What the Labels are Trying to Tell You: An Explanation of the NFRC Label

Image 2

Buying new windows can get more complicated than one would imagine, especially for a first-timer. You might have heard of the term Energy Star and think that it’s all you need to check to know which product is best for your home. There is more information that is helpful in choosing your window.

While looking at window products online and in the store, it’s possible that you have already come across the NFRC label — and ignored it altogether. If you want to purchase the window most appropriate for your home’s climate and orientation, and fine-tune the window placement in your home, you must start taking this label more seriously.

The NFRC and Its Role

The National Fenestration Rating Council (NFRC) is a nonprofit organization committed to providing consumers and stakeholders including homeowners, builders, architects and engineers with the necessary information and updates in the window industry. Established in 1989, they cater especially to those who are in the market for energy efficient products.

The NFRC label that can be found on fenestration products including windows, doors, and skylights indicates values that determine their energy efficiency. However, the values will be of little help IF you don’t know how to interpret them, and if you are unsure of what your home needs.

The Label, Values, and Their Meanings

Below is an example of an NFRC label, with the parts and values described and defined.

  1. NFRC InsigniaThis gives stakeholders the assurance that the product has been independently evaluated and rated and will perform “as specified.”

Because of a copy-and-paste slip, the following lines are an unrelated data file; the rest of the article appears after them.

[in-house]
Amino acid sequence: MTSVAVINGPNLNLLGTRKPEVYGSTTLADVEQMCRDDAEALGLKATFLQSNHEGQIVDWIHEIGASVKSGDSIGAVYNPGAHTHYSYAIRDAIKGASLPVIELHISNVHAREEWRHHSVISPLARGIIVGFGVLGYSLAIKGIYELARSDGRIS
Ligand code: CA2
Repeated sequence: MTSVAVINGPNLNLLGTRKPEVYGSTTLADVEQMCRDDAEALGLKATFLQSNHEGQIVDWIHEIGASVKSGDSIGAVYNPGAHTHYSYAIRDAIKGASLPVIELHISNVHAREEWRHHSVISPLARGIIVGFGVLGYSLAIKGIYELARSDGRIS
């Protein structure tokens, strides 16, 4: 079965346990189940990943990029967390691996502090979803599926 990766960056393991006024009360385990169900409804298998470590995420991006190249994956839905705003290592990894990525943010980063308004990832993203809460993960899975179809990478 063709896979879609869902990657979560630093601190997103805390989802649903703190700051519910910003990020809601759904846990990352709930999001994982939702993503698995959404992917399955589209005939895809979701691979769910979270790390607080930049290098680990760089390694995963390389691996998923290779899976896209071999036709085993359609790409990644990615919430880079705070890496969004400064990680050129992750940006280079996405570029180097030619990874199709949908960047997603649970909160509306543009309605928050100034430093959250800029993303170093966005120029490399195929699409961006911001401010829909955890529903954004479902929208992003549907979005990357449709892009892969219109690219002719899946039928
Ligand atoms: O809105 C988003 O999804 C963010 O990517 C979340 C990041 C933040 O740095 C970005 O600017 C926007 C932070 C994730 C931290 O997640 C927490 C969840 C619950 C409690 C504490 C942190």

2. Solar Heat Gain Coefficient (SHGC)The rate of solar heat transfer through a window from either direct transmission or absorption. The lower the SHGC, the lower the heat gain.
  3. U-factor – The rate of heat transmission and transfer depending on temperature, size, and components of the window. The lower the U-factor, the more energy efficient the unit is.
  4. Residential and Commercial Application Values – Energy efficiency ratings can vary depending on the size of the window as well as the type of building where it will be installed. Thus, the NFRC provides ratings for both residential and commercial applications.
  5. Manufacturer’s Name – The name of the window manufacturing company.
  6. Product Description – Indicates the product’s model number and other specifications such as the type of glass and air or gas fill.
  7. Visible Light Transmittance (VT) – The amount of visible light transmitted through a window unit. The value will depend on the size, glass-to-frame ratio, and transmittance of the glass.
  8. Air Leakage (AL)The rate of infiltration; the lower the value, the smaller the amount of air and energy that leaks through the unit.


Now that you have learned more about the terms and values of the NFRC label, you are left with no excuse to purchase window products that are less than appropriate for your home! However, to make better use of the knowledge I’ve just shared with you, I suggest you take the time also to learn about the specifications recommended for your particular climate.

About the Author

Driven by the goal to build a home improvement company committed to quality and integrity, Jeff Jones established Jones & Associates in 1987. With the support of his wife L’Anna, Jeff’s efforts paid off in 2007 as his company started being regularly chosen by Qualified Remodelers as one of the Top 500 Contractors in the United States. When not catering to client needs, Jones enjoys outdoor activities with his family, as well as serving community and religious boards.




  • Loading
  • You May Also Like